But the court’s logic is even more far-reaching than this. After all, being a guard in a camp is not essential to the moral claim of criminal liability. The court’s moral logic must, by the very nature of the boundlessness of moral claims, extend to anybody who was in the presence of crimes and failed to act to prevent them. Accordingly, the Dutch peacekeepers who did nothing to stop the massacre at Srebrenica are accessories to the actual killers. Vladimir Putin, as a career KGB officer, is no less culpable than Soviet concentration camp guards. In turn, Gerhard Schröder and Jacques Chirac must share in Putin’s guilt, the former for calling him a “flawless democrat,” the latter for granting him the Legion of Honor medal -- actions that implicitly whitewashed the KGB’s crimes. And Angela Merkel, every time she travels to Moscow, is almost as responsible for the continued incarceration of Mikhail Khodorkovsky as the Kremlin, since she could easily insist that the unjustly imprisoned businessman be released -- or else.

Legal theorists will debate whether or not the German court made a mistake in taking the argument for culpability this far, but what’s done is done and, if the international community is serious about morality and criminality, it will have to build on Germany’s example and pursue justice assiduously. Obviously, such a course will be extremely destabilizing, if only because there must be many thousands of former Communist guards and secret policemen living comfortably in the post-Soviet states, Israel, Europe, Canada, and the United States. Defenders of justice will have to argue that some instability -- even if reaches into the highest circles of Russian, German, and other political elites -- is as small a price to pay for morality as the temporary financial turmoil caused by the IMF head’s recent resignation for alleged sexual misconduct.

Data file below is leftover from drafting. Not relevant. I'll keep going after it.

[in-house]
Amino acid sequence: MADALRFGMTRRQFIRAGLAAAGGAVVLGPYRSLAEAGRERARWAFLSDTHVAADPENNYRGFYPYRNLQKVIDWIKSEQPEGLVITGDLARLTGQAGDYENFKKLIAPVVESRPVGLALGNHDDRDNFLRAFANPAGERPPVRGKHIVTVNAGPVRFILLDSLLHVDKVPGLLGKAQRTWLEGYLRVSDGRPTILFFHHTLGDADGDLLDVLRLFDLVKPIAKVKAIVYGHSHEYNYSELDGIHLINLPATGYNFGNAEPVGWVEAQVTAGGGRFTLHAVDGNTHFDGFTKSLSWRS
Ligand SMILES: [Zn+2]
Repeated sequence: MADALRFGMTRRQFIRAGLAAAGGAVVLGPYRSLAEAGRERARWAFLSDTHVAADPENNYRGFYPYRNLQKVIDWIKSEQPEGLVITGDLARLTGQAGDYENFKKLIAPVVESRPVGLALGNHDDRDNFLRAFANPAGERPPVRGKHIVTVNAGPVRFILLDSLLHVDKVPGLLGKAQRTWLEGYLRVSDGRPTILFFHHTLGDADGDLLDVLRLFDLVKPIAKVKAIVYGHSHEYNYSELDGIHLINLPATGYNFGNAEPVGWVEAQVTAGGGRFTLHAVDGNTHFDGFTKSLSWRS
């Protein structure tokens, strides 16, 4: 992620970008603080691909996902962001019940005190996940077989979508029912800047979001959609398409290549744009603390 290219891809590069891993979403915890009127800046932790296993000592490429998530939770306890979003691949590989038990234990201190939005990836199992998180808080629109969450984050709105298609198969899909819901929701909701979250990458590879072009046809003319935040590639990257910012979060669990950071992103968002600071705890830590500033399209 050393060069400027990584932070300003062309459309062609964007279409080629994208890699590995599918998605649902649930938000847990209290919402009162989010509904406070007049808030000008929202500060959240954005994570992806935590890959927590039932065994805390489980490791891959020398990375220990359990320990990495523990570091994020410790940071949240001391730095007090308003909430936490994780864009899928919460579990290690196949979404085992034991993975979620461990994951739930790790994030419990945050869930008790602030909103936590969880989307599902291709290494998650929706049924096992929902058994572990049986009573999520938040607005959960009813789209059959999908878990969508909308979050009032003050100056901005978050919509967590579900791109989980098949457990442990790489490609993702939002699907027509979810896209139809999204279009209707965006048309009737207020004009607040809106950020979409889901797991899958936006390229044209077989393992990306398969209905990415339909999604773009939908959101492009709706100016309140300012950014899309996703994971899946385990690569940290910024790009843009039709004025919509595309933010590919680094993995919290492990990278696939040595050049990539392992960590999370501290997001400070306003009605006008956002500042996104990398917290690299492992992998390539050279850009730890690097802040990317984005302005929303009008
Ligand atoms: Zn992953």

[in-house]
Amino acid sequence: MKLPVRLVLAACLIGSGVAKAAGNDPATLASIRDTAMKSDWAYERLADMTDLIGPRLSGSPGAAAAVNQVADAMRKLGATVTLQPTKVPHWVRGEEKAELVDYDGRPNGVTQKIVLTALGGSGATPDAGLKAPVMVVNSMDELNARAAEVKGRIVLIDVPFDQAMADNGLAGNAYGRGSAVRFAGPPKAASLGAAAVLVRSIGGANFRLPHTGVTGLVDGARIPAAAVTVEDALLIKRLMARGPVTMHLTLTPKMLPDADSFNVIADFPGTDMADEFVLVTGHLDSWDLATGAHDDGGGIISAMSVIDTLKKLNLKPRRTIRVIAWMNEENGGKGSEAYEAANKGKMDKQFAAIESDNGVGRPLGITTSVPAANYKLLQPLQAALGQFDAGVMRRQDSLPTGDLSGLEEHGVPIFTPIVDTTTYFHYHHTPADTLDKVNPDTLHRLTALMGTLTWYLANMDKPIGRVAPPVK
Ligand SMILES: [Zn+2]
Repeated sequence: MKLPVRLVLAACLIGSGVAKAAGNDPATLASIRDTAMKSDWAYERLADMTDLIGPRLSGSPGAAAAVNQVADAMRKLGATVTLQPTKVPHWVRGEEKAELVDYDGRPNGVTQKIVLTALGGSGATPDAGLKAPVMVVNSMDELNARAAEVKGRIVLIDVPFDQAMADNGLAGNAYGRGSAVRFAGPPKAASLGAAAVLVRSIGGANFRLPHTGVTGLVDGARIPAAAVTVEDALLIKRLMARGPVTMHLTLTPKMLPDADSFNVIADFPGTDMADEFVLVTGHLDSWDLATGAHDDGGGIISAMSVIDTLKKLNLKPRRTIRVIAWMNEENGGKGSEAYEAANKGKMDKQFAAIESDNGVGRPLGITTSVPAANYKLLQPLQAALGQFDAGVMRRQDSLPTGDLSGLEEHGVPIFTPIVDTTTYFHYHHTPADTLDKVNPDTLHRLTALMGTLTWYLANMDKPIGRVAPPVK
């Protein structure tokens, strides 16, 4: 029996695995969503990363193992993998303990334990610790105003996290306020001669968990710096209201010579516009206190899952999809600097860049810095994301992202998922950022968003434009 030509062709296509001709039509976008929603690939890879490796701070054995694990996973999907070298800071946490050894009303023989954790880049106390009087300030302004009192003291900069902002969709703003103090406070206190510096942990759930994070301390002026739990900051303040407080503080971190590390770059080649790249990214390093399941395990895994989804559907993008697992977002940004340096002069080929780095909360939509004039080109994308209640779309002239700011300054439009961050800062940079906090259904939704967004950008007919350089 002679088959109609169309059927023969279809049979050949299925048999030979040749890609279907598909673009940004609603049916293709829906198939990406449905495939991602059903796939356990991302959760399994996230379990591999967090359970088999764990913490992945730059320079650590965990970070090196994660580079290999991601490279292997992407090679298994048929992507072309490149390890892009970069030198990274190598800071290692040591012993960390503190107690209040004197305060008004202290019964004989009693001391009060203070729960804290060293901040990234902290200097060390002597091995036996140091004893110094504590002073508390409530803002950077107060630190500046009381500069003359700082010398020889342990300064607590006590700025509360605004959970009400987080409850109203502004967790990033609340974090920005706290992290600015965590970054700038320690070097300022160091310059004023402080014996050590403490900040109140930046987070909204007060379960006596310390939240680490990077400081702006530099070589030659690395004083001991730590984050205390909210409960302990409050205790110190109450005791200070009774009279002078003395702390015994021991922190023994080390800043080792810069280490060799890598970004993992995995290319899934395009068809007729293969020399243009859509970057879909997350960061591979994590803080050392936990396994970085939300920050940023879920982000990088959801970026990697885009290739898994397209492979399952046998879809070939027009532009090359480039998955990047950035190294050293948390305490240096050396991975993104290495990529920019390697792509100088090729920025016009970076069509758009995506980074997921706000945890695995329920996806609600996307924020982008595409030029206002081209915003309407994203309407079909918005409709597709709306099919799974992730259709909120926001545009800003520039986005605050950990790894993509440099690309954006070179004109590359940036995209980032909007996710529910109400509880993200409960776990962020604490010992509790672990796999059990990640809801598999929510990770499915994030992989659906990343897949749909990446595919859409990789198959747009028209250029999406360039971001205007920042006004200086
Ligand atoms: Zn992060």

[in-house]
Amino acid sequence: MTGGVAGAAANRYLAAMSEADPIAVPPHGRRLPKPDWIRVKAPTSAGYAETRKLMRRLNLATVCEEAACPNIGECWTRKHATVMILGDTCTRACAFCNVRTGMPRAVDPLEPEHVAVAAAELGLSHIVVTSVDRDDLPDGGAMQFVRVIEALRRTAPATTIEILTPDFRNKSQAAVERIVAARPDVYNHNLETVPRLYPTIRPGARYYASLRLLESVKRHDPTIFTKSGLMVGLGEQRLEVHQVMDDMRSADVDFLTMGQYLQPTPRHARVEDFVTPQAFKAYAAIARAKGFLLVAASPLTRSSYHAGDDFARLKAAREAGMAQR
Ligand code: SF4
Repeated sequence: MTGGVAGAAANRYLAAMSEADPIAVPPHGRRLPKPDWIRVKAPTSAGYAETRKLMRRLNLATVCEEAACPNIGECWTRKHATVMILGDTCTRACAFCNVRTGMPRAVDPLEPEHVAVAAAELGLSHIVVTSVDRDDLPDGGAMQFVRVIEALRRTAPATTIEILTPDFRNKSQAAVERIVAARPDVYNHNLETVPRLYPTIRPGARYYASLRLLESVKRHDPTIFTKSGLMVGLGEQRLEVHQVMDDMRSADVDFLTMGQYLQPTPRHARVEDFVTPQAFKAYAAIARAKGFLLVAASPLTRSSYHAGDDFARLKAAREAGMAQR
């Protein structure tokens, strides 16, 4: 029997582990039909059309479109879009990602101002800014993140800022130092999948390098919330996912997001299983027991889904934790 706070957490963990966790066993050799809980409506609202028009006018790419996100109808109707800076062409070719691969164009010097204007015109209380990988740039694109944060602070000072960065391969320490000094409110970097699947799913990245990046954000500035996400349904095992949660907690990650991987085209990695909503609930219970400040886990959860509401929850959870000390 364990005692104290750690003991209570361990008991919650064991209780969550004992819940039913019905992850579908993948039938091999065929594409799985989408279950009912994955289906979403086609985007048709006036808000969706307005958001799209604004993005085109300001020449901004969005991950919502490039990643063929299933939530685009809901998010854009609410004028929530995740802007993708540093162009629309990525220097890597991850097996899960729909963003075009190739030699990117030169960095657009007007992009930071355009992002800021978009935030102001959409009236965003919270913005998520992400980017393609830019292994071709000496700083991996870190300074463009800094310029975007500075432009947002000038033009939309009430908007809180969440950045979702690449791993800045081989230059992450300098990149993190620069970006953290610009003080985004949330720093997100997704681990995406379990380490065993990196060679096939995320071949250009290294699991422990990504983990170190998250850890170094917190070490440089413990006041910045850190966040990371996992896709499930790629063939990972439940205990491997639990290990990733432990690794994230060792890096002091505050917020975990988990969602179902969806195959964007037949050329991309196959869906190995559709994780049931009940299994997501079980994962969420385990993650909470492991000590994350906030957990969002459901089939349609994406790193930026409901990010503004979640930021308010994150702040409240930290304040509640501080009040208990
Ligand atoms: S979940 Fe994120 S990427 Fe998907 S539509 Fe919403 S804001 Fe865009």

Perhaps aware of the destabilizing consequences of its ruling, the Munich court also imposed a sentence that suggests that the price to be paid for justice will indeed be tiny. Consider that Demjanjuk was given five years for allegedly helping to kill 28,060 people. Doesn’t 1,825 days seem like a laughably small sentence for such a heinous crime -- amounting to one day for 15 victims, or just over an hour and a half per victim?

This is the truly scandalous story behind the Demjanjuk case. After having gone for the über-Kantian high ground and making moral dispositions criminal acts, the Munich District Court appears to have panicked and backtracked, effectively declaring that the dead are practically worthless. Like the court, we still don’t know exactly what Demjanjuk did or did not do in Sobibor, or why. But we do know that, after a contradictory ruling such as this, no one need fear German justice. Schröder, Chirac, and Merkel could probably get off with a few minutes’ time. Putin might have to serve a few days. And the real Ivan the Terrible, wherever he is, is certainly laughing.


Andriy Semotiuk: May 27, 2011 07:02:27 PM

A fundamental principle of Western jurisprudence is individual responsibility for one's actions. In criminal law, this requires that the charges against the accused, and the accused’s responsibility for the crime, must be proven beyond a reasonable doubt. In the Demyanyuk case there was no finding of individual culpability, there was instead, a PRESUMPTION of it. There was no finding of voluntariness, there was instead a PRESUMPTION of it.